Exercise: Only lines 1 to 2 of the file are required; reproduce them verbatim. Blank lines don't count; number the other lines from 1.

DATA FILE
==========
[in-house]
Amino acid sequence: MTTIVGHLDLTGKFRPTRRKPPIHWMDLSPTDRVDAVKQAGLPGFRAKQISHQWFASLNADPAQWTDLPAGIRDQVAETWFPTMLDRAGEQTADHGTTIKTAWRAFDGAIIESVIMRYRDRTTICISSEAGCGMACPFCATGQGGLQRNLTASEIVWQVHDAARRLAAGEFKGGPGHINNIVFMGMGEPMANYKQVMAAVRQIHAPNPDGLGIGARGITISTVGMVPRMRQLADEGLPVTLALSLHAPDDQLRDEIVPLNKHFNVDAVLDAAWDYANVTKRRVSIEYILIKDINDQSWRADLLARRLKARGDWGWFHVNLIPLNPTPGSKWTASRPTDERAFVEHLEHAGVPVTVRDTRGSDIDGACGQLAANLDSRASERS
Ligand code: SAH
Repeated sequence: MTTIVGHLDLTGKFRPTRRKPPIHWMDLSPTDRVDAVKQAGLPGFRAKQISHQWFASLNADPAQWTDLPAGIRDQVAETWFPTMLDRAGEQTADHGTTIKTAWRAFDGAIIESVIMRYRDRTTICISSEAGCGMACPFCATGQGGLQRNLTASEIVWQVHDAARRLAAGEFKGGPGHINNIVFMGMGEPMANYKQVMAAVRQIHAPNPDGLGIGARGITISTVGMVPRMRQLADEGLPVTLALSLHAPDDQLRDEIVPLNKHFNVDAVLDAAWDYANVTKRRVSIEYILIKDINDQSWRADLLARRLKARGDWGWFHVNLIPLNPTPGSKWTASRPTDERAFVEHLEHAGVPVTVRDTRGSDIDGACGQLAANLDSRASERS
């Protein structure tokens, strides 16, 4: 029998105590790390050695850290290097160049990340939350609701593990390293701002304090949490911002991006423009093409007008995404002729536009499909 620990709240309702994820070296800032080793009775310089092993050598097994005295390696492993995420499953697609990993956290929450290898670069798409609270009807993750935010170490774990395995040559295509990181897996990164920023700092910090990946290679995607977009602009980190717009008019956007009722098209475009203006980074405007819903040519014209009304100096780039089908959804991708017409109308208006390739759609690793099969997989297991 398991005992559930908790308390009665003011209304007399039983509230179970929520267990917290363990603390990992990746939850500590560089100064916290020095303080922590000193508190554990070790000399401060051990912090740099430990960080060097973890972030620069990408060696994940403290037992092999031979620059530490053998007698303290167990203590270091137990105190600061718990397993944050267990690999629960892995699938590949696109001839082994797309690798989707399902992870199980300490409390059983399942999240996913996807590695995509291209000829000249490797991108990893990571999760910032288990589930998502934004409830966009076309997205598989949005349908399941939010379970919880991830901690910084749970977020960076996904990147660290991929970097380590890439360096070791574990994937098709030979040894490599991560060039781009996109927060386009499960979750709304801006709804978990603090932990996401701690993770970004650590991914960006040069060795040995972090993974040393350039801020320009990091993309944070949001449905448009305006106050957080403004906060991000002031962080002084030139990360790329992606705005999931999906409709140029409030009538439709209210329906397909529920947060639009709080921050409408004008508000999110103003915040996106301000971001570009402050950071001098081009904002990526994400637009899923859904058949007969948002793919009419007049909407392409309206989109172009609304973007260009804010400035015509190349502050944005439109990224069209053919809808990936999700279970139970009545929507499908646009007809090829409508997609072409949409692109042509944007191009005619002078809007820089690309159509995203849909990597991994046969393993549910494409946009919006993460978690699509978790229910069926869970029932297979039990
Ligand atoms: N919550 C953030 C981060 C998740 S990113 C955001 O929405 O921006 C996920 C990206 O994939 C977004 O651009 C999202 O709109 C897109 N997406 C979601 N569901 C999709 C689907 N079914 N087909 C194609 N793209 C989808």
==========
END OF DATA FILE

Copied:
[in-house]
Amino acid sequence: MTTIVGHLDLTGKFRPTRRKPPIHWMDLSPTDRVDAVKQAGLPGFRAKQISHQWFASLNADPAQWTDLPAGIRDQVAETWFPTMLDRAGEQTADHGTTIKTAWRAFDGAIIESVIMRYRDRTTICISSEAGCGMACPFCATGQGGLQRNLTASEIVWQVHDAARRLAAGEFKGGPGHINNIVFMGMGEPMANYKQVMAAVRQIHAPNPDGLGIGARGITISTVGMVPRMRQLADEGLPVTLALSLHAPDDQLRDEIVPLNKHFNVDAVLDAAWDYANVTKRRVSIEYILIKDINDQSWRADLLARRLKARGDWGWFHVNLIPLNPTPGSKWTASRPTDERAFVEHLEHAGVPVTVRDTRGSDIDGACGQLAANLDSRASERS